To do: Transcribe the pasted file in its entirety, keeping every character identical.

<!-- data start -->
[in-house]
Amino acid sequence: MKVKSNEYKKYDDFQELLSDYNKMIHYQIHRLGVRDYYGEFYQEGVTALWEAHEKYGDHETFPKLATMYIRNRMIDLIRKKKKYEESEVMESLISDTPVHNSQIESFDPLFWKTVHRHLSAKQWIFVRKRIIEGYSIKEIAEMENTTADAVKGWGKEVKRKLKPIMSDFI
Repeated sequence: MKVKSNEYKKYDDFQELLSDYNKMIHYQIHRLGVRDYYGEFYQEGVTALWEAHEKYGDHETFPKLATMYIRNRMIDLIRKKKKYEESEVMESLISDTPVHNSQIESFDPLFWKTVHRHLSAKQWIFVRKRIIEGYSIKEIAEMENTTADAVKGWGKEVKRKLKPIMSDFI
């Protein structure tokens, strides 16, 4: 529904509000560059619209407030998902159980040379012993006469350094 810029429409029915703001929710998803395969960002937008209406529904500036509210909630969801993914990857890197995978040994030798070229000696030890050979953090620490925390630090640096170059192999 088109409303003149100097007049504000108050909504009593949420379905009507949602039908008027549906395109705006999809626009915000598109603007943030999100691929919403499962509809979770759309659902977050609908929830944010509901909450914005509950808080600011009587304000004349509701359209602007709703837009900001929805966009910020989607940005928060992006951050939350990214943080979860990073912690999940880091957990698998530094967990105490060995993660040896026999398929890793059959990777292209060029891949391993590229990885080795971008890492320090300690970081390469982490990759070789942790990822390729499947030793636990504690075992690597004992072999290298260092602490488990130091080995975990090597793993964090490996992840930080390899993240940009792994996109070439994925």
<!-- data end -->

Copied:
[in-house]
Amino acid sequence: MKVKSNEYKKYDDFQELLSDYNKMIHYQIHRLGVRDYYGEFYQEGVTALWEAHEKYGDHETFPKLATMYIRNRMIDLIRKKKKYEESEVMESLISDTPVHNSQIESFDPLFWKTVHRHLSAKQWIFVRKRIIEGYSIKEIAEMENTTADAVKGWGKEVKRKLKPIMSDFI
Repeated sequence: MKVKSNEYKKYDDFQELLSDYNKMIHYQIHRLGVRDYYGEFYQEGVTALWEAHEKYGDHETFPKLATMYIRNRMIDLIRKKKKYEESEVMESLISDTPVHNSQIESFDPLFWKTVHRHLSAKQWIFVRKRIIEGYSIKEIAEMENTTADAVKGWGKEVKRKLKPIMSDFI
């Protein structure tokens, strides 16, 4: 529904509000560059619209407030998902159980040379012993006469350094 810029429409029915703001929710998803395969960002937008209406529904500036509210909630969801993914990857890197995978040994030798070229000696030890050979953090620490925390630090640096170059192999 088109409303003149100097007049504000108050909504009593949420379905009507949602039908008027549906395109705006999809626009915000598109603007943030999100691929919403499962509809979770759309659902977050609908929830944010509901909450914005509950808080600011009587304000004349509701359209602007709703837009900001929805966009910020989607940005928060992006951050939350990214943080979860990073912690999940880091957990698998530094967990105490060995993660040896026999398929890793059959990777292209060029891949391993590229990885080795971008890492320090300690970081390469982490990759070789942790990822390729499947030793636990504690075992690597004992072999290298260092602490488990130091080995975990090597793993964090490996992840930080390899993240940009792994996109070439994925």